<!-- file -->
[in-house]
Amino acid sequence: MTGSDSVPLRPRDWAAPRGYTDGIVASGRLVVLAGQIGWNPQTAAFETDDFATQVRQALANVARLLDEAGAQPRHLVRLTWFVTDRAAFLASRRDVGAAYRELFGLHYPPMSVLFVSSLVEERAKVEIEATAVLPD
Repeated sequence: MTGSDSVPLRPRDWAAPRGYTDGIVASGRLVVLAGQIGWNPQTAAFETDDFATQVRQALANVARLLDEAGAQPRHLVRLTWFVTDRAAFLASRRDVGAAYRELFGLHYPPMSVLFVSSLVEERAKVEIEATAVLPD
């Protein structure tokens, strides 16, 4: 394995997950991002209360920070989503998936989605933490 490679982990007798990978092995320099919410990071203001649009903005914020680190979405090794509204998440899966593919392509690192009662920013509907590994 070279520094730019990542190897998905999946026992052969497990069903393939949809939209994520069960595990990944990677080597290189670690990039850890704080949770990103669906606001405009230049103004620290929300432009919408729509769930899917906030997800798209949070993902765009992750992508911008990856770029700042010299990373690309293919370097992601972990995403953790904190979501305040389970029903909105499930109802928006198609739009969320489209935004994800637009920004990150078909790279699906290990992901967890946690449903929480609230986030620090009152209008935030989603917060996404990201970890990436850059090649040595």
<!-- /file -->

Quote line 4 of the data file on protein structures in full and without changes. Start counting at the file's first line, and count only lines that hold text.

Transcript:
């Protein structure tokens, strides 16, 4: 394995997950991002209360920070989503998936989605933490 490679982990007798990978092995320099919410990071203001649009903005914020680190979405090794509204998440899966593919392509690192009662920013509907590994 070279520094730019990542190897998905999946026992052969497990069903393939949809939209994520069960595990990944990677080597290189670690990039850890704080949770990103669906606001405009230049103004620290929300432009919408729509769930899917906030997800798209949070993902765009992750992508911008990856770029700042010299990373690309293919370097992601972990995403953790904190979501305040389970029903909105499930109802928006198609739009969320489209935004994800637009920004990150078909790279699906290990992901967890946690449903929480609230986030620090009152209008935030989603917060996404990201970890990436850059090649040595």